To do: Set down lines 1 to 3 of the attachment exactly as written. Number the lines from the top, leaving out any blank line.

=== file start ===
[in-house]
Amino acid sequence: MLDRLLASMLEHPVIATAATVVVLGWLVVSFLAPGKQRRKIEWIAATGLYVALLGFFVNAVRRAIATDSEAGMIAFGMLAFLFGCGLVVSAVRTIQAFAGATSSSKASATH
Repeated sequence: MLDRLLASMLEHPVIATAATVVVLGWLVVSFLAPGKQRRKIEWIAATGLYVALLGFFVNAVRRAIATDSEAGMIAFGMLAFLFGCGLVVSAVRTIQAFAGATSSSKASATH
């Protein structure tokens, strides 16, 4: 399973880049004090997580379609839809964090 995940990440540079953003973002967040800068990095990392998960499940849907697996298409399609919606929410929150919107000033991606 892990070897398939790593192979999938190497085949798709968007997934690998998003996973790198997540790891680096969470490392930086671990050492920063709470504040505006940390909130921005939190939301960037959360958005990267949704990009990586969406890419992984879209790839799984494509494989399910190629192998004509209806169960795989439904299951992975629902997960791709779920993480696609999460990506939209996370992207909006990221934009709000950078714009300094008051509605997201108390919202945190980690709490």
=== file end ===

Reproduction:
[in-house]
Amino acid sequence: MLDRLLASMLEHPVIATAATVVVLGWLVVSFLAPGKQRRKIEWIAATGLYVALLGFFVNAVRRAIATDSEAGMIAFGMLAFLFGCGLVVSAVRTIQAFAGATSSSKASATH
Repeated sequence: MLDRLLASMLEHPVIATAATVVVLGWLVVSFLAPGKQRRKIEWIAATGLYVALLGFFVNAVRRAIATDSEAGMIAFGMLAFLFGCGLVVSAVRTIQAFAGATSSSKASATH